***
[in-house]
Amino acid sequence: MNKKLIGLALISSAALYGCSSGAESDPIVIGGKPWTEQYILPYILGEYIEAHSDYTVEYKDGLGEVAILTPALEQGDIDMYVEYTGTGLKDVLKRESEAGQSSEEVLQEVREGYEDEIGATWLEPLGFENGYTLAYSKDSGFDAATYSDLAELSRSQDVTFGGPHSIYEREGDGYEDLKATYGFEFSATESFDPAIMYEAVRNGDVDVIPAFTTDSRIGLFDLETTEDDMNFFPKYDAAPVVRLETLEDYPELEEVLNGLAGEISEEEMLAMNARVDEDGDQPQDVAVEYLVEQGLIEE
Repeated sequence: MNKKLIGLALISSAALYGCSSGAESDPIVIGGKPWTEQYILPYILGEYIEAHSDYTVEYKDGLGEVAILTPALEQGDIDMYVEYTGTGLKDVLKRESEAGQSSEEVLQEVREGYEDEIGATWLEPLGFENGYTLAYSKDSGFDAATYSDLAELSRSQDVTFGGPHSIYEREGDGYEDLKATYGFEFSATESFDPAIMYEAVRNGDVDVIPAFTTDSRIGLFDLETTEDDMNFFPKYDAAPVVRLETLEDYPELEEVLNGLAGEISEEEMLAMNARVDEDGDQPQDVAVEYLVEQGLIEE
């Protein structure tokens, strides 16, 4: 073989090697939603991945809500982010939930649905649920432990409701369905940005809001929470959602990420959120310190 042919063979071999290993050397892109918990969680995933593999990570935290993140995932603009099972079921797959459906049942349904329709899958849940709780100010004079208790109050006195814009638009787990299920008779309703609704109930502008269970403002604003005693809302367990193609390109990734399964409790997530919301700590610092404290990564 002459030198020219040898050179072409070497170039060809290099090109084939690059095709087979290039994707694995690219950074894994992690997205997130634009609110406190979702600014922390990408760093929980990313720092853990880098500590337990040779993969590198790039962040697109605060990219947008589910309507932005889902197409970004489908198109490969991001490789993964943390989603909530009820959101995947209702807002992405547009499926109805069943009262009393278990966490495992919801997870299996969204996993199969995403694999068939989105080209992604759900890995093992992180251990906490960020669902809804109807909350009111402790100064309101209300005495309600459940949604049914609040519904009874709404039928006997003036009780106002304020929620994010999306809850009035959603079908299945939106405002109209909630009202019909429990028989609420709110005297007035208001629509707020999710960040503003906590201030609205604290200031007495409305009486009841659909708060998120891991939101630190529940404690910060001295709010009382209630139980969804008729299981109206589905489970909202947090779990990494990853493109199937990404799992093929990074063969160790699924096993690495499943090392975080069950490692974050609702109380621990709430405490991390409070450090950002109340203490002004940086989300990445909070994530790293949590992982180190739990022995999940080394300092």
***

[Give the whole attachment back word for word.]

[in-house]
Amino acid sequence: MNKKLIGLALISSAALYGCSSGAESDPIVIGGKPWTEQYILPYILGEYIEAHSDYTVEYKDGLGEVAILTPALEQGDIDMYVEYTGTGLKDVLKRESEAGQSSEEVLQEVREGYEDEIGATWLEPLGFENGYTLAYSKDSGFDAATYSDLAELSRSQDVTFGGPHSIYEREGDGYEDLKATYGFEFSATESFDPAIMYEAVRNGDVDVIPAFTTDSRIGLFDLETTEDDMNFFPKYDAAPVVRLETLEDYPELEEVLNGLAGEISEEEMLAMNARVDEDGDQPQDVAVEYLVEQGLIEE
Repeated sequence: MNKKLIGLALISSAALYGCSSGAESDPIVIGGKPWTEQYILPYILGEYIEAHSDYTVEYKDGLGEVAILTPALEQGDIDMYVEYTGTGLKDVLKRESEAGQSSEEVLQEVREGYEDEIGATWLEPLGFENGYTLAYSKDSGFDAATYSDLAELSRSQDVTFGGPHSIYEREGDGYEDLKATYGFEFSATESFDPAIMYEAVRNGDVDVIPAFTTDSRIGLFDLETTEDDMNFFPKYDAAPVVRLETLEDYPELEEVLNGLAGEISEEEMLAMNARVDEDGDQPQDVAVEYLVEQGLIEE
């Protein structure tokens, strides 16, 4: 073989090697939603991945809500982010939930649905649920432990409701369905940005809001929470959602990420959120310190 042919063979071999290993050397892109918990969680995933593999990570935290993140995932603009099972079921797959459906049942349904329709899958849940709780100010004079208790109050006195814009638009787990299920008779309703609704109930502008269970403002604003005693809302367990193609390109990734399964409790997530919301700590610092404290990564 002459030198020219040898050179072409070497170039060809290099090109084939690059095709087979290039994707694995690219950074894994992690997205997130634009609110406190979702600014922390990408760093929980990313720092853990880098500590337990040779993969590198790039962040697109605060990219947008589910309507932005889902197409970004489908198109490969991001490789993964943390989603909530009820959101995947209702807002992405547009499926109805069943009262009393278990966490495992919801997870299996969204996993199969995403694999068939989105080209992604759900890995093992992180251990906490960020669902809804109807909350009111402790100064309101209300005495309600459940949604049914609040519904009874709404039928006997003036009780106002304020929620994010999306809850009035959603079908299945939106405002109209909630009202019909429990028989609420709110005297007035208001629509707020999710960040503003906590201030609205604290200031007495409305009486009841659909708060998120891991939101630190529940404690910060001295709010009382209630139980969804008729299981109206589905489970909202947090779990990494990853493109199937990404799992093929990074063969160790699924096993690495499943090392975080069950490692974050609702109380621990709430405490991390409070450090950002109340203490002004940086989300990445909070994530790293949590992982180190739990022995999940080394300092």